Mrs Swallow Has Started Brooding

She calmly let me take this with the telephoto lens just now.

The following are excepted from Vinehousefarm

Swallow diet and food

Entirely flying insects caught on the wing.

Swallow nesting and breeding habits

The Swallow’s association with mankind is of course very much about the species’ adapting to use manmade structures for nesting. Indeed, thousands of years ago it is likely that the Swallow’s population was much smaller as it was reliant on natural structures – e.g. the entrance to a cave – for nesting. The nest site is typically a ledge or timber beam in a barn, garage or other outbuilding. However, Swallows will sometimes choose the most unlikely site which might, for example, be a ledge in the small porch of a house. Overall though, the Swallow is normally looking to fly into some sort of building, then locate a suitable platform to build its nest on which is out of the way of predators – so often high up in the roof area – and also relatively dark and cool in temperature. The nest is built of wet mud (which then hardens to form a solid structure) and combined with plant materials, then lined with dried grass and feathers. There are two to three broods per season with around 4-5 eggs in each. The female incubates the eggs, though both parents feed the young.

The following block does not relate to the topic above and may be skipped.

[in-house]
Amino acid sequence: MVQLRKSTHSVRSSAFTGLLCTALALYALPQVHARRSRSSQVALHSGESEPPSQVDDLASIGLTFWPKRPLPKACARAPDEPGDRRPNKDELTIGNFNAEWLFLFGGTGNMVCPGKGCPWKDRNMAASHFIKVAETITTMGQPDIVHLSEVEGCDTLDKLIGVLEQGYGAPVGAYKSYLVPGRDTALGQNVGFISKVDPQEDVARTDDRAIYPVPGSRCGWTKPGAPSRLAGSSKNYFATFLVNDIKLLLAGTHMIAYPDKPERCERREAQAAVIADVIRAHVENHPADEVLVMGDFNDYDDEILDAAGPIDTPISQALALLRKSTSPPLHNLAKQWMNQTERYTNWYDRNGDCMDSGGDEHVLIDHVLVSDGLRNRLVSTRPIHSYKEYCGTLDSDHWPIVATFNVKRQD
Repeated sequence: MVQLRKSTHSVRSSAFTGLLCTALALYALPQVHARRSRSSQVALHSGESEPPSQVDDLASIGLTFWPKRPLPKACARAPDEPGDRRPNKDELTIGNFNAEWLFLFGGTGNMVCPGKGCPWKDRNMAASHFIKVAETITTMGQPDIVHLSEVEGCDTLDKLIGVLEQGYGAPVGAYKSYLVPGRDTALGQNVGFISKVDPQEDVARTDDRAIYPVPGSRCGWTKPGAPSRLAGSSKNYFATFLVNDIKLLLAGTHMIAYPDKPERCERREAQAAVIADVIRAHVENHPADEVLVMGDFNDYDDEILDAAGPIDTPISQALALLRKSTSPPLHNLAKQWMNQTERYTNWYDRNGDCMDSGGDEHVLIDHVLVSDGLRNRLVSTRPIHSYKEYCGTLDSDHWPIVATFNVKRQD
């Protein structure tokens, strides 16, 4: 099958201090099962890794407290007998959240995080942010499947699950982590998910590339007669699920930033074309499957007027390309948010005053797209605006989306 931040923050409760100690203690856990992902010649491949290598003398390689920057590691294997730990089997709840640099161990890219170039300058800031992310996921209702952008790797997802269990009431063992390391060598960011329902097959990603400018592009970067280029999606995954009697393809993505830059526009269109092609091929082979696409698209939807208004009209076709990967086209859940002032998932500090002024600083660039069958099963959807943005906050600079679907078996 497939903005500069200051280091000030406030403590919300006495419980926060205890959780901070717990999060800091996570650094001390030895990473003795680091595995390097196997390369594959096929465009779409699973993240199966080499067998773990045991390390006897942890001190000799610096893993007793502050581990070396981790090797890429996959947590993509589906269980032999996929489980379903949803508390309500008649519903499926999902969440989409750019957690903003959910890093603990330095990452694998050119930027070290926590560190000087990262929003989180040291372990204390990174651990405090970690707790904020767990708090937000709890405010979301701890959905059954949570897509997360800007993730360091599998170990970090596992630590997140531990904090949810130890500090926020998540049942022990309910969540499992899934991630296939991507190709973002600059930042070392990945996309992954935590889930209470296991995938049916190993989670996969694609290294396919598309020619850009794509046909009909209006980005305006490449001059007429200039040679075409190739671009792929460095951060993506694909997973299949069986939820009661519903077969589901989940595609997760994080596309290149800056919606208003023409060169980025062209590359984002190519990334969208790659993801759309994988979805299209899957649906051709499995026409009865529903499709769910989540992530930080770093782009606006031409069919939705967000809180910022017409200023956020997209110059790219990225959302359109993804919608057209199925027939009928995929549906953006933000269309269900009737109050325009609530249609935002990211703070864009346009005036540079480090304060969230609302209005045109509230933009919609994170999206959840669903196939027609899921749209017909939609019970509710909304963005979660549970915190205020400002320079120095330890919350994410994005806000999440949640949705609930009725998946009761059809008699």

Habitat

Swallows need open country, especially rich pasture, with suitable places to nest. They also favour locations with nearby stretches of water, with this aiding the abundance of their food of flying insects – as does farming areas with livestock, versus intensely farmed arable areas which will harbour relatively few insects. So an ideal habitat might be a rural farm with plenty of old barns and other buildings, cattle in rich pastures surrounded by hedgerows, plus a lake or river close-by.

{Brooding time is bewteen 12-17 days.

So if we are lucky we might be able to get some photos like this one. It is exciting and they may do three broods so we might have guests all summer!!}